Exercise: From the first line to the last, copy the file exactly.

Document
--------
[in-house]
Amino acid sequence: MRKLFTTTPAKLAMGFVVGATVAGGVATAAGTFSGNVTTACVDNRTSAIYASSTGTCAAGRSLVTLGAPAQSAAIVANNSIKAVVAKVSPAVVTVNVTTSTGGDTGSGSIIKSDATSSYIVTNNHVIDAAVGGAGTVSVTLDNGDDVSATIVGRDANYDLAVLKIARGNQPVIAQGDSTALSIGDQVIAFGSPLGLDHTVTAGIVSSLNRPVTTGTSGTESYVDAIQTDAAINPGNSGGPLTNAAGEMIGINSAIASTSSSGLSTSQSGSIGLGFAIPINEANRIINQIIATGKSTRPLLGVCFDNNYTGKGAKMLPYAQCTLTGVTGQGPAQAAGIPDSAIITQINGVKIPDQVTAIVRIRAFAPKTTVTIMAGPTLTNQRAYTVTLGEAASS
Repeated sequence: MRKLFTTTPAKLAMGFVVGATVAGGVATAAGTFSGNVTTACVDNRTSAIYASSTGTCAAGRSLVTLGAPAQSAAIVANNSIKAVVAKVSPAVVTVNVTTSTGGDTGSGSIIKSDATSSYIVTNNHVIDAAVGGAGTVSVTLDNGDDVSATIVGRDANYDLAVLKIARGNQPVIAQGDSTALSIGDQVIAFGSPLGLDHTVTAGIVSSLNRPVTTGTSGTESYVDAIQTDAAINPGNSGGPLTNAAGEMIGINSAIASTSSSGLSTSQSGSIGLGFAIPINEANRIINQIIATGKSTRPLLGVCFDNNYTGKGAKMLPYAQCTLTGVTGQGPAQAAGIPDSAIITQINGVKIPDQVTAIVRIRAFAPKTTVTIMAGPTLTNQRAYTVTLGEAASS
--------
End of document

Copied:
[in-house]
Amino acid sequence: MRKLFTTTPAKLAMGFVVGATVAGGVATAAGTFSGNVTTACVDNRTSAIYASSTGTCAAGRSLVTLGAPAQSAAIVANNSIKAVVAKVSPAVVTVNVTTSTGGDTGSGSIIKSDATSSYIVTNNHVIDAAVGGAGTVSVTLDNGDDVSATIVGRDANYDLAVLKIARGNQPVIAQGDSTALSIGDQVIAFGSPLGLDHTVTAGIVSSLNRPVTTGTSGTESYVDAIQTDAAINPGNSGGPLTNAAGEMIGINSAIASTSSSGLSTSQSGSIGLGFAIPINEANRIINQIIATGKSTRPLLGVCFDNNYTGKGAKMLPYAQCTLTGVTGQGPAQAAGIPDSAIITQINGVKIPDQVTAIVRIRAFAPKTTVTIMAGPTLTNQRAYTVTLGEAASS
Repeated sequence: MRKLFTTTPAKLAMGFVVGATVAGGVATAAGTFSGNVTTACVDNRTSAIYASSTGTCAAGRSLVTLGAPAQSAAIVANNSIKAVVAKVSPAVVTVNVTTSTGGDTGSGSIIKSDATSSYIVTNNHVIDAAVGGAGTVSVTLDNGDDVSATIVGRDANYDLAVLKIARGNQPVIAQGDSTALSIGDQVIAFGSPLGLDHTVTAGIVSSLNRPVTTGTSGTESYVDAIQTDAAINPGNSGGPLTNAAGEMIGINSAIASTSSSGLSTSQSGSIGLGFAIPINEANRIINQIIATGKSTRPLLGVCFDNNYTGKGAKMLPYAQCTLTGVTGQGPAQAAGIPDSAIITQINGVKIPDQVTAIVRIRAFAPKTTVTIMAGPTLTNQRAYTVTLGEAASS